Chris Taylor on Wildman: "What if I tell people my wife's gonna cut my balls off?"

Tyler Wilde at

"I don't know of any other game that changes its title..."

 
PC Gamer: You've told me that making an RTS with RPG elements didn't work out, so Wildman is more action RPG than RTS, and there are Warzones where the RTS stuff happens. Is there a seamless transition between the two? How does that solution work?

Chris Taylor: Well, that's exactly right...I tried to bring RPG into RTS back with Dungeon Siege, and ended up saying, "No let's stick with a more traditional action RPG." This was a case of, let's take an action RPG game—you've got a hero, a Wildman or a Wildwoman—and for fun the game changes the name, the title graphics change to "Wildwoman" if you play the Wildwoman, so we think that's kind of fun.

I like that.

CT: And I think it's the first time. I don't know of any other game that changes its title to be based around—at least, the internal splash screen—so when you come back to it, it says "Wildwoman!"

Anyway, you have this action RPG hero. This hero is persistent, it evolves, the character grows. You're fighting over land, you're on this adventure fighting it out, you get to a point—a stronghold—you establish a base, you head out, and you step into someone else's territory, and you do something hostile. You smack someone on the head, and now there's an act of war declared. The trumpets blare and the war is on, and now you've got enemies streaming across the map and you've got to build your structures to defend. If you don't, they'll kick your ass and send you back to where you came from, and you'll regress in terms of the game's progression. However, of course, your character is persistent, so any experiences or leveling up, accumulation of items and so forth, you get to keep.

But if you're in the middle of this battle, and you're winning—you're doing great—but you decide you're just gonna wander off the battlefield, the game will say, "Oh, are you conceding?" Then the war will terminate.

So, during these RTS parts, the control doesn't change, right? I'm still controlling the Wildman, with no omnipresence to put buildings down with a hand from space?

CT: Yeah, you return to your base, and that's where you can build structures by clicking on the special build sites, and you'll have so many and they'll grow as you play the game. You'll get to choose what you build. Now, early in the game, you can't build much. As you expand and capture technology from your fallen opponents you have a broader technology base to draw from. Someone might shoot at you with a bow, now you've got archers, longbowmen. Oh, great, I've got flaming arrows! It continues to grow, and so the choices you have when building out your technology are greater. Now, that mirrors a lot of single player RTS campaigns. Every time you play a new mission you get access to a deeper technology tree.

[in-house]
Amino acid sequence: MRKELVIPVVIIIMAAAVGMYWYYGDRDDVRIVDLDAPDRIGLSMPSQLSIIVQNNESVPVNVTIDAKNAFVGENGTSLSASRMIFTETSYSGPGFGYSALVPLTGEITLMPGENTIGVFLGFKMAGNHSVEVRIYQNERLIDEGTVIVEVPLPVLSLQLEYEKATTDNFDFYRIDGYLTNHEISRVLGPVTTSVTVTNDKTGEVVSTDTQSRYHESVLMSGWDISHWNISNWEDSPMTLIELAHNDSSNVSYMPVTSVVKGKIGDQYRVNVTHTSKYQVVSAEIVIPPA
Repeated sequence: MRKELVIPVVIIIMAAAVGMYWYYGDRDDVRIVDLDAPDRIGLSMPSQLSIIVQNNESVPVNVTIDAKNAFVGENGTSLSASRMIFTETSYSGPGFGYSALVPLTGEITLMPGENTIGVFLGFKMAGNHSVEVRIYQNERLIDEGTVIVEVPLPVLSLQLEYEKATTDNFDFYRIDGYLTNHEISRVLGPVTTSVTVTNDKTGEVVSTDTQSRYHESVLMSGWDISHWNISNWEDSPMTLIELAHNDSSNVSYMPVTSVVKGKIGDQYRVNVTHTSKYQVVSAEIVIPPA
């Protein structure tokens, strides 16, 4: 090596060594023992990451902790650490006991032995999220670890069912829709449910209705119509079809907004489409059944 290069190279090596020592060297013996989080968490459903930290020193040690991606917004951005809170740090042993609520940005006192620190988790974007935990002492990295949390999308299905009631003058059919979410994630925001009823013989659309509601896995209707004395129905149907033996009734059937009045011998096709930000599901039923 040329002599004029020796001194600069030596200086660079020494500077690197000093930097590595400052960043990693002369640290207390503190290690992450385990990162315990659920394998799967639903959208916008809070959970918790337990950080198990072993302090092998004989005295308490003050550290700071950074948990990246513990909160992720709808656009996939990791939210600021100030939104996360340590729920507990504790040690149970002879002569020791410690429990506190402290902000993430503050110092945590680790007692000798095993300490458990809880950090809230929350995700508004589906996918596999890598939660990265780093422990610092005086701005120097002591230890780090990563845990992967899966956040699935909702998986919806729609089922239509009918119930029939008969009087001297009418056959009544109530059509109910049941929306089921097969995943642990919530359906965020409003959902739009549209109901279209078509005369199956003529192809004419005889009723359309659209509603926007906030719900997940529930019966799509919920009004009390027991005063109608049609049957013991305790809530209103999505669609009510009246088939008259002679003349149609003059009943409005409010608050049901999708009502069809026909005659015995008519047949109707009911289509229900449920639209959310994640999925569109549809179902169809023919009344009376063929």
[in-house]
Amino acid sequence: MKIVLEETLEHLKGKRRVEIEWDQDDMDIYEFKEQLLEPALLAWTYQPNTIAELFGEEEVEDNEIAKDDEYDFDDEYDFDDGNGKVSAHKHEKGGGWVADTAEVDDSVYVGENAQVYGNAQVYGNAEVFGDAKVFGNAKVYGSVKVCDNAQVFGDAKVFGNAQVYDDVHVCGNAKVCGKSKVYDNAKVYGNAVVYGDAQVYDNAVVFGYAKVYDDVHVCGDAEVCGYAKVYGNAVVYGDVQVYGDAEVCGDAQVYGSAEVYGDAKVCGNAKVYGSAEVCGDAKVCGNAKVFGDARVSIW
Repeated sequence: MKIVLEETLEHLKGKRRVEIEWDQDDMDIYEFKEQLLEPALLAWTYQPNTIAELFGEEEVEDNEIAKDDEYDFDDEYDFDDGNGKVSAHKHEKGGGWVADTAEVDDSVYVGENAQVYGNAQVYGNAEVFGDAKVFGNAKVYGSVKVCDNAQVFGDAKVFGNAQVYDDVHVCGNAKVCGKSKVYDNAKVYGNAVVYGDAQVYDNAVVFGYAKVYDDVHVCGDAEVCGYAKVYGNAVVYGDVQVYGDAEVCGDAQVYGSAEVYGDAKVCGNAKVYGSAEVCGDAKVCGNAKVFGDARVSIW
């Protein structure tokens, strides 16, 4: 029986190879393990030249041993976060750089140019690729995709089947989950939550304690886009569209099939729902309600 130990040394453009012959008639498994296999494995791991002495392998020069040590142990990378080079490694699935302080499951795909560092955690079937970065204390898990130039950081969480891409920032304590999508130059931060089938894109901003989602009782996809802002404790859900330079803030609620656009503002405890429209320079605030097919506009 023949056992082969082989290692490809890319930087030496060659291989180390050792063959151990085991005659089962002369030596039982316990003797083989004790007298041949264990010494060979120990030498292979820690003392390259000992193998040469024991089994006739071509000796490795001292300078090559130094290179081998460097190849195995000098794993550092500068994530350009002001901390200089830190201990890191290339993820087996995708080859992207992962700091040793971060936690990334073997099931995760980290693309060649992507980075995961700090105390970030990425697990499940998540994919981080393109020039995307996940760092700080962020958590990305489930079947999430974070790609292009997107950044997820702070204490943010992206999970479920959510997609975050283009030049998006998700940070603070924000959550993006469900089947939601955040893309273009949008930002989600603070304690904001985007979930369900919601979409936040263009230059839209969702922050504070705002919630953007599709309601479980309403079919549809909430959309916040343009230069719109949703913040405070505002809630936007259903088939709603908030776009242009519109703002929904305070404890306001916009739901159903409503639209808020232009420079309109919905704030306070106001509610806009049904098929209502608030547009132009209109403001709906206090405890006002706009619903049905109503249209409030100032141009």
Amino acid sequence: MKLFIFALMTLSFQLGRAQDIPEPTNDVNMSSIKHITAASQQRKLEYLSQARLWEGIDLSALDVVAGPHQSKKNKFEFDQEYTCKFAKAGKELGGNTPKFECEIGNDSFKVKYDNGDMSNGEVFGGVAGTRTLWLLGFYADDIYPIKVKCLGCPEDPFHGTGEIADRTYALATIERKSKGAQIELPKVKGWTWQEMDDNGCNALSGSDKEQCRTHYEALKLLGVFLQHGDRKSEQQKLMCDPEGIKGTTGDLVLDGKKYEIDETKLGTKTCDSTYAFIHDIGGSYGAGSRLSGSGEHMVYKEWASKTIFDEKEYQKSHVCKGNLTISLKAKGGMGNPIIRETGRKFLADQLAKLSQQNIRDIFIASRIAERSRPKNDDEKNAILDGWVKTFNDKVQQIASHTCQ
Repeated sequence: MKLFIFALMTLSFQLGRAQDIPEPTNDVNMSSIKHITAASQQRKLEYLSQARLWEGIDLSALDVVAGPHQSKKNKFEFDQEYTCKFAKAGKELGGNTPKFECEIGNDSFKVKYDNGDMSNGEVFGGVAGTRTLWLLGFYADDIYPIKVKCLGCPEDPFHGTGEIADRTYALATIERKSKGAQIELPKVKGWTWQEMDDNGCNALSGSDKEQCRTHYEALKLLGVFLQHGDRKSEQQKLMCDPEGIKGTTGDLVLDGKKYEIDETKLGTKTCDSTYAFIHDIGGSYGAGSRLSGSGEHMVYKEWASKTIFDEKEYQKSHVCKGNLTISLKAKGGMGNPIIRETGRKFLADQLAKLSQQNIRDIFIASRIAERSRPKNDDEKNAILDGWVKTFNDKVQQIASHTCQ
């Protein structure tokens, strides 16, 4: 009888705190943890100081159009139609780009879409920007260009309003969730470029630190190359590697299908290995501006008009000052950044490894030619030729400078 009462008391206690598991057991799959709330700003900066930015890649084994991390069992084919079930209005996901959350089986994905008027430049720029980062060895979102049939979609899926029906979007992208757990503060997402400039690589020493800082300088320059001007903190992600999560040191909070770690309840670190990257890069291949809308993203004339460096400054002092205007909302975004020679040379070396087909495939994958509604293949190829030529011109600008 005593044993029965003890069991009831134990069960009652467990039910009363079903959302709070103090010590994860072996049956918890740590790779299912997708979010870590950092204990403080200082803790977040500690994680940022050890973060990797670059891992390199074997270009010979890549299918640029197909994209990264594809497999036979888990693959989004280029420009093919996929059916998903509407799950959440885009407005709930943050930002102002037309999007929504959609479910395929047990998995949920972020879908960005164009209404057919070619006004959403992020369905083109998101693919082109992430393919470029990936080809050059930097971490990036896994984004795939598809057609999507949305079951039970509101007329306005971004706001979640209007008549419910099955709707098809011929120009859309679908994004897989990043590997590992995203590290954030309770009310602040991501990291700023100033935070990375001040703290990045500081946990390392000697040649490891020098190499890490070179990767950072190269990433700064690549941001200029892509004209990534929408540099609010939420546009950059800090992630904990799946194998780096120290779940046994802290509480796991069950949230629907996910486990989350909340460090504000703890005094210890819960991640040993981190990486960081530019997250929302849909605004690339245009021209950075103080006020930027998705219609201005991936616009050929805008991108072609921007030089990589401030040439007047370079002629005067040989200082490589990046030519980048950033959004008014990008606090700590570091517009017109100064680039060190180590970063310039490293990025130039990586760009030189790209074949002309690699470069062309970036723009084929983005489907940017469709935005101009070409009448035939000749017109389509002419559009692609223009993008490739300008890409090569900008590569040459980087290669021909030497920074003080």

In this game, you actually have to go out and acquire the technology. So, I use this fun example that soap, as a technology to primitive man—when he came across soap his life expectancy increased by a huge margin because he was keeping himself clean from disease and germs—bacteria and stuff like this—so, you know, you might destroy your opponent and it might give you a choice, would you like the slingshot or soap? So, you pick soap and all the units that spawn in the next war have greater health. It all feeds back into the war machine, but you could have chosen the other, and it might have been the wrong choice, but you still could probably win and then you'll pick up the soap maybe the next time around.

"Homo sapien emerges, bone, femur—you know—an elephant's femur in his hand, and he's just clubbing neanderthals and other creatures..."

 
So there's this technological evolution going on with your character. I'm trying to follow some sort of early man, you know: homo sapien emerges, bone, femur—you know—an elephant's femur in his hand, and he's just clubbing neanderthals and other creatures, and finally discovering technologies to build a cohesive war machine.

To answer your question, though, your Wildman develops a leadership technology—the skill of leadership—and he can command so many of the men. You don't ever do individual unit control because we want to stay truer to the action RPG game. So, you're driving your hero around and beating things up, but if you have a strong leadership and you come back to base, the next two or three spawns will spawn right into your crew, and now you're cruising around—a gang on the battlefield—and you can direct these guys a lot better than the guys just charging out of their barracks straight to the front line, which is a more MOBA style. So we're bringing together some fabulous elements people have been playing and loving, and we're hoping we can bring them together in a way that really makes sense.

On the next page: Cats, Tarantino, and Chris Taylor's balls...